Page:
DCC Alumni Spotlight – Judy London Young
I had the pleasure of speaking with the amazing Judy, or “The Other Judy” as her teammates called her. Judy London Young was faced with a bit of pushback from her family when she expressed interest in dance after college. Dad encouraged her to ‘get a real job’ and mom did not allow her to pursue dance as her major in college. However, she saw an opportunity with Dallas Cowboys Cheerleaders and was determined to pursue her passion of dance.
Let’s *FLASHBACK* to when Judy was a young girl. She began dancing at the age of two. She would continue studio dance for 11 years. She then became a part of the Dallas Black Theater and joined the Lake Highlands drill team. There were only 25 African American kids at this particular high school, but that never stopped Judy from chasing her dreams and love for dance. One day, Shannon Baker Werthmann– choreographer for the DCC at the time– offered to come out and choreograph for the drill team. She was also scouting for 3 girls to add to her Showgroup performance. Of the entire team, Judy was one of the 3 dancers chosen and was even encouraged to consider Dallas Cowboys Cheerleaders in her future.
As you can see, Judy loved dance more than anything, and decided to give the DCC auditions a try. She had never seen anything like it that day she walked into auditions. She was surrounded by so many beautiful and talented women that ‘looked like they had been doing this all of their life’ that she considered going home. Boy, is she glad that she made the choice to stay.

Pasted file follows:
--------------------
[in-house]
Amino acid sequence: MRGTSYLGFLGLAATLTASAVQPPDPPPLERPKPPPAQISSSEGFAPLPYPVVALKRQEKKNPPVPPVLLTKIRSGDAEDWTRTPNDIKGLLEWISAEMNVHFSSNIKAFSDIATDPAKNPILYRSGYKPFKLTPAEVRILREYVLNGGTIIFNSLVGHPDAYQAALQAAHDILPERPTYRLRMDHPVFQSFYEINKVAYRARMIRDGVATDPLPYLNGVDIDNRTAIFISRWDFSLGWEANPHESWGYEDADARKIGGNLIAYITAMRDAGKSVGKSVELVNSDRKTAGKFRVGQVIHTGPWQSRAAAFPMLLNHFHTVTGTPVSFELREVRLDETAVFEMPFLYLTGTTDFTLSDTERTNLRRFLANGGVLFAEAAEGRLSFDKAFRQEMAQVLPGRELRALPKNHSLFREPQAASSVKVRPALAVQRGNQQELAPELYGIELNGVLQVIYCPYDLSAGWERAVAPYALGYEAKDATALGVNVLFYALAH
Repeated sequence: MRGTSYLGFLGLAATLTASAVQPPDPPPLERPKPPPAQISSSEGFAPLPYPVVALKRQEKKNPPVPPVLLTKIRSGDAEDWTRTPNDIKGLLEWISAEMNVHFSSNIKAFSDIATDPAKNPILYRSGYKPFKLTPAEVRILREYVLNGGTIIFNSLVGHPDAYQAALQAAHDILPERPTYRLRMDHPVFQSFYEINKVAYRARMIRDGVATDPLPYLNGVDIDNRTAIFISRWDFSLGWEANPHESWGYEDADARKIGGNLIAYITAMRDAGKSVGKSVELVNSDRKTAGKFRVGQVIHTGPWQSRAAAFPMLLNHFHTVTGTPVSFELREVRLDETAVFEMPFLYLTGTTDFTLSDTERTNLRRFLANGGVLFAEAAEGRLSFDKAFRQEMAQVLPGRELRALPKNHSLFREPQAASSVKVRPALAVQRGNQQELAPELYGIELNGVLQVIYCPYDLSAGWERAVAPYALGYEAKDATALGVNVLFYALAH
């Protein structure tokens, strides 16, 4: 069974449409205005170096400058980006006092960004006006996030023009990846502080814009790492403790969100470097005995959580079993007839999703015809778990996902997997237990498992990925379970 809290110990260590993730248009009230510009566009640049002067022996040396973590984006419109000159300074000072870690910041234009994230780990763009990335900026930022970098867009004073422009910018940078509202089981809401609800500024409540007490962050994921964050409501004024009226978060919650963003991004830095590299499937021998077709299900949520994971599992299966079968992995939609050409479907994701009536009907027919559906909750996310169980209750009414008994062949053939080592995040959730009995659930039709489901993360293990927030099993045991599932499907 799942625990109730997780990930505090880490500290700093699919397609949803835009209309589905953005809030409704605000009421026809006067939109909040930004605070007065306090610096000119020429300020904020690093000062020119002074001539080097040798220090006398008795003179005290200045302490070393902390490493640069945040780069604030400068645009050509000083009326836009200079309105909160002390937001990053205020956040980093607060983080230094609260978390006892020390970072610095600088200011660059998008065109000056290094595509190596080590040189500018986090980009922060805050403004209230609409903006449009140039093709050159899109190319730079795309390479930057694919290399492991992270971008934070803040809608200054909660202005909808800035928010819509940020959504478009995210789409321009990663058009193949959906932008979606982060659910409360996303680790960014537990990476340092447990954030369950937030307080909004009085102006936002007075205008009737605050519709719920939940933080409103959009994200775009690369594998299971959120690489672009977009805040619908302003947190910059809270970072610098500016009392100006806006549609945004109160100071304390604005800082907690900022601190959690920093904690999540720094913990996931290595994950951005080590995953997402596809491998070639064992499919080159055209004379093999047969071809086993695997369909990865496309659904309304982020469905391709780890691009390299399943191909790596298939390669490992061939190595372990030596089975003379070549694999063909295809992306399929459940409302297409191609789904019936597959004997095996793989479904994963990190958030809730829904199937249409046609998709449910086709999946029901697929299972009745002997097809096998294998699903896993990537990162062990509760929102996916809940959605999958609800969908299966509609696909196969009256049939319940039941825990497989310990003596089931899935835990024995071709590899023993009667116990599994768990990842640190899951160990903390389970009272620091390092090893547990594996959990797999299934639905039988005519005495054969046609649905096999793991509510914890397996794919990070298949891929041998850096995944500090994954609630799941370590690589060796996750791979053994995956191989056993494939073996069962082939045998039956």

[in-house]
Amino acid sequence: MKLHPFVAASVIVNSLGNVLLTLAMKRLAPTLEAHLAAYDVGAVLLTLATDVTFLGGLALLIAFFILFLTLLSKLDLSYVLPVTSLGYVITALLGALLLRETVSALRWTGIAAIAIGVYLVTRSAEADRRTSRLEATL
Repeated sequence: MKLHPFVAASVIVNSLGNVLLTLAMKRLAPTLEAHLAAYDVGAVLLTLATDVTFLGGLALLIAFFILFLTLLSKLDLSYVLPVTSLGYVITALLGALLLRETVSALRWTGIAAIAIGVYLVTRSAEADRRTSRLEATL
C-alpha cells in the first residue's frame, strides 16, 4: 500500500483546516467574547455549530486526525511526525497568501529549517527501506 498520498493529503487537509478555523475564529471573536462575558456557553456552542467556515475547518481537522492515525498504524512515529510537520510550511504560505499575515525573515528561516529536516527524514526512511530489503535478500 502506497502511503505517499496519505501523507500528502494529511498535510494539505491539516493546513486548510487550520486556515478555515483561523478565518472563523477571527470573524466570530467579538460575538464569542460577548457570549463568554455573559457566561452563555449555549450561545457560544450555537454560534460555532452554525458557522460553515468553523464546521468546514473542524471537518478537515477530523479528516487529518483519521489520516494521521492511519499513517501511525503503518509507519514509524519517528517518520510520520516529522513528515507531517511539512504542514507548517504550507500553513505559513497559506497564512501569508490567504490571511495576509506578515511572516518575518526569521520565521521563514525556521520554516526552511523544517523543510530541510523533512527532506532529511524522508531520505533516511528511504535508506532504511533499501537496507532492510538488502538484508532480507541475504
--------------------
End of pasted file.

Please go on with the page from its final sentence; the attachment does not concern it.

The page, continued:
With making her dreams come true as a Dallas Cowboys Cheerleader, Judy discovered much more than she anticipated. She says that she was very shy in her first season, under the direction of Suzanne Mitchell. However, and being immersed in an environment that has many opportunities (i.e. public speaking, appearances, face-to-face conversations), Judy had no choice but to grow out of this introverted nature– and fast.
Being the only African American on the team presented itself with some challenges along the way. Judy’s body was naturally different from the other girls. She had more “backside” than the rest of the team. She had to try different styles with her hair until she found the perfect fit, learning from the looks of past African American DCCs, like Toni Washington.
As Judy recollected her time on DCC, she reminisced of her days as Group Leader, having to take out extra practice time for herself after helping the squad get ready for game day. She told stories of her time overseas on USO Tours– visiting places like South Korea. She mentioned the camaraderie with her DCC sisters, including Shelly Patton, Kelli McGonagill (Finglass), Tina Miller, Alona Moore, and many more. She highlighted the college halftime performances that the team was able to partake in each year. She says these were, “THE BEST,” as everyone on the team got to attend. Judy went down memory lane describing her time at the Texas Stadium, staying after the games on the field to sign autographs for fans. Stories told of Go-go boots, Dingo boots, Cowboy boots, mini skirts, sleeved jumpsuits and more. Like the DCC today, they visited Nursing homes, Veterans hospitals, and Children’s hospitals.
It is the devotion, dedication, and drive of women like Judy that pave the way for women like me today. Judy overcame challenges and touched the lives of many during her 6-year tenure as a Dallas Cowboys Cheerleader. She used her DCC platform and leadership to reach the community, fans, and future cheerleaders. She carried all she learned and experienced with her as an educator, counselor, mother, and friend. Thank you, Judy!
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